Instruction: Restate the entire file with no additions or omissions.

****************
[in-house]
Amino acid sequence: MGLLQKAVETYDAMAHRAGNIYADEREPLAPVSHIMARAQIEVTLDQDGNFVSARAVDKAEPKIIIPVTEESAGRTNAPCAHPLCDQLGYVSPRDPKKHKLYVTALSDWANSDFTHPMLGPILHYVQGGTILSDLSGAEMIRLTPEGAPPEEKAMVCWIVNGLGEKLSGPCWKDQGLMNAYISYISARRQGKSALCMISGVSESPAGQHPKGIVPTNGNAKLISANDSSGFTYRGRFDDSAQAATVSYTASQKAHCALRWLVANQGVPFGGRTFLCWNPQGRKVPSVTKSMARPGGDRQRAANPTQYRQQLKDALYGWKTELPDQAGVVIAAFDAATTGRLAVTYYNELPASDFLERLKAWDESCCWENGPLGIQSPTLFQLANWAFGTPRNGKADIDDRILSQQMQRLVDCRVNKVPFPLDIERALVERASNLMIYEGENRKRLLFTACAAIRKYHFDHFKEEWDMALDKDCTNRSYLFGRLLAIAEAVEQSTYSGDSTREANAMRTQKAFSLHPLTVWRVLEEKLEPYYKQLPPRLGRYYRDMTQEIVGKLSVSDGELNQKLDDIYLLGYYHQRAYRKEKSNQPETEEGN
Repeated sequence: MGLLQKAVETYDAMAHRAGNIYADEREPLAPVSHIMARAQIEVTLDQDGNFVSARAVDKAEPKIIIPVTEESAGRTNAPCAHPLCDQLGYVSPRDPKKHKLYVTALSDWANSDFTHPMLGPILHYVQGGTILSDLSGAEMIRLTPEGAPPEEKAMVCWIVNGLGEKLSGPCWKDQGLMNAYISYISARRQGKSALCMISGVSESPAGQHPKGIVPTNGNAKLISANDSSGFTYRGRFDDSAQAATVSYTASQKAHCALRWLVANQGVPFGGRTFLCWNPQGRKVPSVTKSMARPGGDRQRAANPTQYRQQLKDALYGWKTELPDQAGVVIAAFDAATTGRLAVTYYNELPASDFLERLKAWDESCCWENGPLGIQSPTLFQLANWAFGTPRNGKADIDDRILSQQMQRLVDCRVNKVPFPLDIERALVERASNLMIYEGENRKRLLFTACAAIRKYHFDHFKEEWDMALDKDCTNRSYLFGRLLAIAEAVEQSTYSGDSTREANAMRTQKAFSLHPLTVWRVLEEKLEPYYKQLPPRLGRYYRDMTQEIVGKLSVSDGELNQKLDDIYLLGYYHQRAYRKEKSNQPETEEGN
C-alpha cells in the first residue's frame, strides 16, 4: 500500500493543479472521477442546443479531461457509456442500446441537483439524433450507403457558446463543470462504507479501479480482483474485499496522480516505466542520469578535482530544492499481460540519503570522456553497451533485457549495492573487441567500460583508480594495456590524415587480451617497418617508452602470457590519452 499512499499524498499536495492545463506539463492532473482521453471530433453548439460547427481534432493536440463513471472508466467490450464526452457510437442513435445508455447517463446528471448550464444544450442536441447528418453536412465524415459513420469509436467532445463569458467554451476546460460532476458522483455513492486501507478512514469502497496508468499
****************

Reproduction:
[in-house]
Amino acid sequence: MGLLQKAVETYDAMAHRAGNIYADEREPLAPVSHIMARAQIEVTLDQDGNFVSARAVDKAEPKIIIPVTEESAGRTNAPCAHPLCDQLGYVSPRDPKKHKLYVTALSDWANSDFTHPMLGPILHYVQGGTILSDLSGAEMIRLTPEGAPPEEKAMVCWIVNGLGEKLSGPCWKDQGLMNAYISYISARRQGKSALCMISGVSESPAGQHPKGIVPTNGNAKLISANDSSGFTYRGRFDDSAQAATVSYTASQKAHCALRWLVANQGVPFGGRTFLCWNPQGRKVPSVTKSMARPGGDRQRAANPTQYRQQLKDALYGWKTELPDQAGVVIAAFDAATTGRLAVTYYNELPASDFLERLKAWDESCCWENGPLGIQSPTLFQLANWAFGTPRNGKADIDDRILSQQMQRLVDCRVNKVPFPLDIERALVERASNLMIYEGENRKRLLFTACAAIRKYHFDHFKEEWDMALDKDCTNRSYLFGRLLAIAEAVEQSTYSGDSTREANAMRTQKAFSLHPLTVWRVLEEKLEPYYKQLPPRLGRYYRDMTQEIVGKLSVSDGELNQKLDDIYLLGYYHQRAYRKEKSNQPETEEGN
Repeated sequence: MGLLQKAVETYDAMAHRAGNIYADEREPLAPVSHIMARAQIEVTLDQDGNFVSARAVDKAEPKIIIPVTEESAGRTNAPCAHPLCDQLGYVSPRDPKKHKLYVTALSDWANSDFTHPMLGPILHYVQGGTILSDLSGAEMIRLTPEGAPPEEKAMVCWIVNGLGEKLSGPCWKDQGLMNAYISYISARRQGKSALCMISGVSESPAGQHPKGIVPTNGNAKLISANDSSGFTYRGRFDDSAQAATVSYTASQKAHCALRWLVANQGVPFGGRTFLCWNPQGRKVPSVTKSMARPGGDRQRAANPTQYRQQLKDALYGWKTELPDQAGVVIAAFDAATTGRLAVTYYNELPASDFLERLKAWDESCCWENGPLGIQSPTLFQLANWAFGTPRNGKADIDDRILSQQMQRLVDCRVNKVPFPLDIERALVERASNLMIYEGENRKRLLFTACAAIRKYHFDHFKEEWDMALDKDCTNRSYLFGRLLAIAEAVEQSTYSGDSTREANAMRTQKAFSLHPLTVWRVLEEKLEPYYKQLPPRLGRYYRDMTQEIVGKLSVSDGELNQKLDDIYLLGYYHQRAYRKEKSNQPETEEGN
C-alpha cells in the first residue's frame, strides 16, 4: 500500500493543479472521477442546443479531461457509456442500446441537483439524433450507403457558446463543470462504507479501479480482483474485499496522480516505466542520469578535482530544492499481460540519503570522456553497451533485457549495492573487441567500460583508480594495456590524415587480451617497418617508452602470457590519452 499512499499524498499536495492545463506539463492532473482521453471530433453548439460547427481534432493536440463513471472508466467490450464526452457510437442513435445508455447517463446528471448550464444544450442536441447528418453536412465524415459513420469509436467532445463569458467554451476546460460532476458522483455513492486501507478512514469502497496508468499